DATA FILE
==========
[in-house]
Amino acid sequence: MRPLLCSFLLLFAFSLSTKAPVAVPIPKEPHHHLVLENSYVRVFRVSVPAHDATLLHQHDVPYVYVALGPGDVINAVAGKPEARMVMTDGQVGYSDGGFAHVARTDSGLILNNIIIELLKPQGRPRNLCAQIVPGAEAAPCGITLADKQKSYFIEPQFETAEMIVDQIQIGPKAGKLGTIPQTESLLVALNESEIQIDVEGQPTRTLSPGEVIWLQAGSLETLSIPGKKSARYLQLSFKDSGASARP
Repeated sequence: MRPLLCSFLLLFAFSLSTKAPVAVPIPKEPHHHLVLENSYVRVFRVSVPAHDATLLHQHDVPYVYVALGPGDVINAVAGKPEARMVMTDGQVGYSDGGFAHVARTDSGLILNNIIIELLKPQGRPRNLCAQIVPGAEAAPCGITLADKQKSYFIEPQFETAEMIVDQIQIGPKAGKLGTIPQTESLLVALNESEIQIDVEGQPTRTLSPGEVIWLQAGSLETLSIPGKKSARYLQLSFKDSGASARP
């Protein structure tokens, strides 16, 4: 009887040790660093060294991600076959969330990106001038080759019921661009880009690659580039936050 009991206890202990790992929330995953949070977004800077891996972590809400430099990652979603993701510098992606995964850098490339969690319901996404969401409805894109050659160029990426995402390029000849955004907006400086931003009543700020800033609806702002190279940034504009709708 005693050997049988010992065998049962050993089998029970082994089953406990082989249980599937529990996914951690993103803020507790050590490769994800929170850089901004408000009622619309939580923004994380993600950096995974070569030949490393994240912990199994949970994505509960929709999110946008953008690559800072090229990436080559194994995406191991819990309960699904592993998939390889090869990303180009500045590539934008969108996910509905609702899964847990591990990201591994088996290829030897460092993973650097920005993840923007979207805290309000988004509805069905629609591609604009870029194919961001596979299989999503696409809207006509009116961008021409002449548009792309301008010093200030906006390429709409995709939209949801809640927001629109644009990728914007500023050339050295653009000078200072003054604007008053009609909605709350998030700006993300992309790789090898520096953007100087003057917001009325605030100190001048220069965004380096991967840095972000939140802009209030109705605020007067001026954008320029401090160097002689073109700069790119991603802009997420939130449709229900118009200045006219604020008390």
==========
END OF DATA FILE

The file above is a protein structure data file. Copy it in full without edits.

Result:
[in-house]
Amino acid sequence: MRPLLCSFLLLFAFSLSTKAPVAVPIPKEPHHHLVLENSYVRVFRVSVPAHDATLLHQHDVPYVYVALGPGDVINAVAGKPEARMVMTDGQVGYSDGGFAHVARTDSGLILNNIIIELLKPQGRPRNLCAQIVPGAEAAPCGITLADKQKSYFIEPQFETAEMIVDQIQIGPKAGKLGTIPQTESLLVALNESEIQIDVEGQPTRTLSPGEVIWLQAGSLETLSIPGKKSARYLQLSFKDSGASARP
Repeated sequence: MRPLLCSFLLLFAFSLSTKAPVAVPIPKEPHHHLVLENSYVRVFRVSVPAHDATLLHQHDVPYVYVALGPGDVINAVAGKPEARMVMTDGQVGYSDGGFAHVARTDSGLILNNIIIELLKPQGRPRNLCAQIVPGAEAAPCGITLADKQKSYFIEPQFETAEMIVDQIQIGPKAGKLGTIPQTESLLVALNESEIQIDVEGQPTRTLSPGEVIWLQAGSLETLSIPGKKSARYLQLSFKDSGASARP
């Protein structure tokens, strides 16, 4: 009887040790660093060294991600076959969330990106001038080759019921661009880009690659580039936050 009991206890202990790992929330995953949070977004800077891996972590809400430099990652979603993701510098992606995964850098490339969690319901996404969401409805894109050659160029990426995402390029000849955004907006400086931003009543700020800033609806702002190279940034504009709708 005693050997049988010992065998049962050993089998029970082994089953406990082989249980599937529990996914951690993103803020507790050590490769994800929170850089901004408000009622619309939580923004994380993600950096995974070569030949490393994240912990199994949970994505509960929709999110946008953008690559800072090229990436080559194994995406191991819990309960699904592993998939390889090869990303180009500045590539934008969108996910509905609702899964847990591990990201591994088996290829030897460092993973650097920005993840923007979207805290309000988004509805069905629609591609604009870029194919961001596979299989999503696409809207006509009116961008021409002449548009792309301008010093200030906006390429709409995709939209949801809640927001629109644009990728914007500023050339050295653009000078200072003054604007008053009609909605709350998030700006993300992309790789090898520096953007100087003057917001009325605030100190001048220069965004380096991967840095972000939140802009209030109705605020007067001026954008320029401090160097002689073109700069790119991603802009997420939130449709229900118009200045006219604020008390």